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MM/CG approach applied to receptors

Ligand-protein docking is currently an important tool in drug discovery efforts; indeed, in the last years, structure-based drug design protocols have been the subject of important developments in general, and in particular in neurobiology. Despite the high levels of accuracy of computational tools, there are still important challenges if we want to deeply characterize the mechanism of interaction between neuronal receptors and their cognate ligands. Undertaking these challenges is of fundamental importance on protein classes of the upmost neurobiological relevance like G-protein coupled receptors (GPCRs), which constitute as much as 30% of the overall proteins targeted by FDA-approved drugs.  Unfortunately, the lack of experimental structural information for most human GPCRs (hGPCR, more than 90%) along with low sequence identity (SI) across these proteins (often below 30%) have hampered rational design efforts for many highly promising hGPCR drug targets. This condition strongly limits the predictive power of computer-aided structural approaches because traditional homology modeling techniques applied to proteins with low SI with their template may lead to rather inaccurate models. All-atoms molecular dynamics (MD) simulations, very successful in refining high-quality homology-based models, may fail to improve the predictions and even lead to partial unfolding, if one starts from structures with highly inaccurate side-chain orientations as encountered in very low-resolution protein models. An alternative strategy to address this issue consists of including the minimum number of degrees of freedom of the system for the specific problem that one has in mind, leaving out unreliable information that could bias the simulation results. Keeping this strategy, our Institute have adapted a hybrid molecular mechanics/coarse-grained (MM/CG) approach, previously developed for enzymes [1], to GPCR/ligand complexes [2,3].

Within this scheme, only the region of interest (the binding site along with the ligand and the solvation water) is treated at molecular mechanics (MM) level using an atomistic force field, while the rest of the system is described at coarse grained (CG) level.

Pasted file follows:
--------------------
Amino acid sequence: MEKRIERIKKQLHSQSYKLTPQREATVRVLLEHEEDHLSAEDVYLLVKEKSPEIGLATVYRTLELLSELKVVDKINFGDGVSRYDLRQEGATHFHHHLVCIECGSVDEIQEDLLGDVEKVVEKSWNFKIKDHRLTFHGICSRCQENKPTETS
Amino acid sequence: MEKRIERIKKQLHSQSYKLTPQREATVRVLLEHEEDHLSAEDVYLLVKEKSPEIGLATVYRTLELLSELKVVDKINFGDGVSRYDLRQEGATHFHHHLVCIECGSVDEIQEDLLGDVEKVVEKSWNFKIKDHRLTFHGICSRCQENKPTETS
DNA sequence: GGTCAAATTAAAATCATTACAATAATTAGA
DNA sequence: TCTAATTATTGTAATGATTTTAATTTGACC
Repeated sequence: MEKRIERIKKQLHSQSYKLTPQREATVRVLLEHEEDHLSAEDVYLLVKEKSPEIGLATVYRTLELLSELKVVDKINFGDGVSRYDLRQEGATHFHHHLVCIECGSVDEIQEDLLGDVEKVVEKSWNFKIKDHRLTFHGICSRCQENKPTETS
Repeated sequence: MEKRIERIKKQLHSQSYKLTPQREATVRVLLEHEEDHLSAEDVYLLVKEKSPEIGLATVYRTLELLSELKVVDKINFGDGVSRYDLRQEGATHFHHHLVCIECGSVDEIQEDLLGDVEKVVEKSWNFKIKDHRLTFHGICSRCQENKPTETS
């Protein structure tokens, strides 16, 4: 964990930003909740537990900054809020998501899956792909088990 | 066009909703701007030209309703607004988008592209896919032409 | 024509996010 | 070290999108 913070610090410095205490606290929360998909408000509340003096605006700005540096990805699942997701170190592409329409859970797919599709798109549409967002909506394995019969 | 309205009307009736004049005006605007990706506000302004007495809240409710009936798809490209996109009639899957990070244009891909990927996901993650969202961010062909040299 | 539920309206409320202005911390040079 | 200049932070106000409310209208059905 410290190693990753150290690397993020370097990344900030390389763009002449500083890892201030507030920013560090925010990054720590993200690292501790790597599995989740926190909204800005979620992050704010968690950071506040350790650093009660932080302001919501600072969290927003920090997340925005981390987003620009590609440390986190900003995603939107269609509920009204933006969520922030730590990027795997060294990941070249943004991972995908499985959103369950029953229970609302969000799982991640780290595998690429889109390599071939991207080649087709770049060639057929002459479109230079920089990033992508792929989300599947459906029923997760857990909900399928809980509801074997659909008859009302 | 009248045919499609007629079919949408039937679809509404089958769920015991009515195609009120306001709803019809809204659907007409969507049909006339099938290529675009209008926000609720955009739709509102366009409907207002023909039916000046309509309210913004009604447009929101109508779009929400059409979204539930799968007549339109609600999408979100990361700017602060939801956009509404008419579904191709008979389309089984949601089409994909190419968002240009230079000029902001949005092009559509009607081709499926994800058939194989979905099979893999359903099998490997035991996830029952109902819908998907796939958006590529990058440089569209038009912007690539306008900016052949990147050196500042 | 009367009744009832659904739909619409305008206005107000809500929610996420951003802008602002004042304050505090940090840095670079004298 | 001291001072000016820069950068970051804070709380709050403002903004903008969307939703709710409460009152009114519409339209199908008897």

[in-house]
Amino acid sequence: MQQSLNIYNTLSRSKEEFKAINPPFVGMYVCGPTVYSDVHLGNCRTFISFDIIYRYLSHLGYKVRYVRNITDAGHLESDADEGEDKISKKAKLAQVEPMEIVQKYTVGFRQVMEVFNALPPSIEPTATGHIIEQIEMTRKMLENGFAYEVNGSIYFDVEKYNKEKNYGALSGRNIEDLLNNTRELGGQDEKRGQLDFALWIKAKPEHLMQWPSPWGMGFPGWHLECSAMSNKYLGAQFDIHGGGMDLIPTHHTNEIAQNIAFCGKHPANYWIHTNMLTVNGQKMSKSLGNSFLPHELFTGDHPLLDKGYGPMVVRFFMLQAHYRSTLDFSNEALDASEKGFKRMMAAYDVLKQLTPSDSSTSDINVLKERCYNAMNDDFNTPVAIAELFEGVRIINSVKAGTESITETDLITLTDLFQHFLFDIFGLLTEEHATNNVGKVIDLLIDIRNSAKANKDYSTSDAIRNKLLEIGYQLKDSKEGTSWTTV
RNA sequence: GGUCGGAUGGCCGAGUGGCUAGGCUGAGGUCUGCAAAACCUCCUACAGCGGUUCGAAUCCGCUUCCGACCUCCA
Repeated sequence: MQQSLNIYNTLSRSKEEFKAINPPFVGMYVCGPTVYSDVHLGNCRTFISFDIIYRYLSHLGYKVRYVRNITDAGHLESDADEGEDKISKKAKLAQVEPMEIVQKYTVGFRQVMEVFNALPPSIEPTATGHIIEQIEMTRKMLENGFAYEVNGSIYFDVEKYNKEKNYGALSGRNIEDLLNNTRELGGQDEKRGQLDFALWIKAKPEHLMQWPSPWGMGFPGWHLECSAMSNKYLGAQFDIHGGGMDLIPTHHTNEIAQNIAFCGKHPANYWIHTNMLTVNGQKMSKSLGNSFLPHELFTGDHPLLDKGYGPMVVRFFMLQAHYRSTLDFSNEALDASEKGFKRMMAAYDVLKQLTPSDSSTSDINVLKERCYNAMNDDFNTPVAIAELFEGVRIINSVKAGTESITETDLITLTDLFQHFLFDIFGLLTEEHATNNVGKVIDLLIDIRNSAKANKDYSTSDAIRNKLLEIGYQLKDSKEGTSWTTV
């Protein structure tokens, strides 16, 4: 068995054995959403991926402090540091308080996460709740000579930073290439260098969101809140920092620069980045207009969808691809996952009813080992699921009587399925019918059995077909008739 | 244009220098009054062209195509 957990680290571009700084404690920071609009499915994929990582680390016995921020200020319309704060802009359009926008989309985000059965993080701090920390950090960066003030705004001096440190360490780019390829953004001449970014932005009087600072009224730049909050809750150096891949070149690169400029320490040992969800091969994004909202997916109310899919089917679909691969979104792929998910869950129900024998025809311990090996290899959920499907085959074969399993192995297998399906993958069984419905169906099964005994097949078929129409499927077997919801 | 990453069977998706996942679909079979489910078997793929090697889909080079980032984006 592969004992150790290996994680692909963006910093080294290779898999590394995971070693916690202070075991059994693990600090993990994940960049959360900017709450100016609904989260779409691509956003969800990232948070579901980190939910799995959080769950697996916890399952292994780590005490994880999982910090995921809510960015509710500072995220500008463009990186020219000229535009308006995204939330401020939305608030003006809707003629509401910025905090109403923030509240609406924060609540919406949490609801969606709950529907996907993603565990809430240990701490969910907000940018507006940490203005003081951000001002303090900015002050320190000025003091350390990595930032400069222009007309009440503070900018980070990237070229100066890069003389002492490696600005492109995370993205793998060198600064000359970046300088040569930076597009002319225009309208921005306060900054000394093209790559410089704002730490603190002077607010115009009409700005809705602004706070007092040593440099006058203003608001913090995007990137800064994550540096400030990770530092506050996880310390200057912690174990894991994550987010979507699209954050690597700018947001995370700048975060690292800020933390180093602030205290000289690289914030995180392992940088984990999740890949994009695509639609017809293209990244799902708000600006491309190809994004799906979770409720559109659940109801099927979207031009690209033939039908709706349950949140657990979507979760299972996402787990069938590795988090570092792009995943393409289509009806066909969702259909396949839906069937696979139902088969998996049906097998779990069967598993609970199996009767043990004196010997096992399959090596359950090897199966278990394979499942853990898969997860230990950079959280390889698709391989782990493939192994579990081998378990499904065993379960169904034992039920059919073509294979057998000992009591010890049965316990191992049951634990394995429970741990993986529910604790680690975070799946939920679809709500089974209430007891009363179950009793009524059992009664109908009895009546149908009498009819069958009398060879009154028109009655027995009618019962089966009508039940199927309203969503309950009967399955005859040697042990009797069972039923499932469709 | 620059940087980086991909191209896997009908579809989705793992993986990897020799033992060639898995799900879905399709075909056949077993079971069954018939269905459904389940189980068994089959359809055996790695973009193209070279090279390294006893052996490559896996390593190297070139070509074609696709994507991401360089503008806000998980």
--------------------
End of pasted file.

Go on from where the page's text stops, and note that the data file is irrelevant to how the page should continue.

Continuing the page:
Regions of different resolution in the MM/CG modelFigure 1 – Regions of different resolution in the MM/CG model.

In the CG region, each residue is modeled through a bead centered on the Cα and interacting with the other beads through a Gō-type potential). Specifically, the bonded interactions are represented by a quartic potential, while the non-bonded interactions are represented by a Morse potential.  An intermediate region (I) between the MM and the CG domains ensures the coupling between the two levels of description and the protein backbone integrity. I residues are described at atomistic level, and their Cα and Cβ atoms interact with CG beads according to the CG potential. The selection of the atoms in the MM, I, or CG regions does not require updates during the simulation.

The presence of the membrane is implicitly modeled as a series of boundary potentials: two repulsive potentials placed at the level of the lipids’ heads prevent penetration of water molecules in the membrane space (φ1, φ2), while a softened Lennard-Jones-like potential (2-1) acting on transmembrane residues’ Cα (φ3) mimics the interactions between the protein and the membrane. As for the solvent, in the initial version of MM/CG, water evaporation from the atomistic region was prevented through a repulsive potential, which confines water molecules in a hemispherical region around the binding site (φ4, φ5) (Figure2A).

MM/CG potentials to mimic the presence of lipid bilayerFigure 2 – (A) MM/CG; (B) OB-MM/CG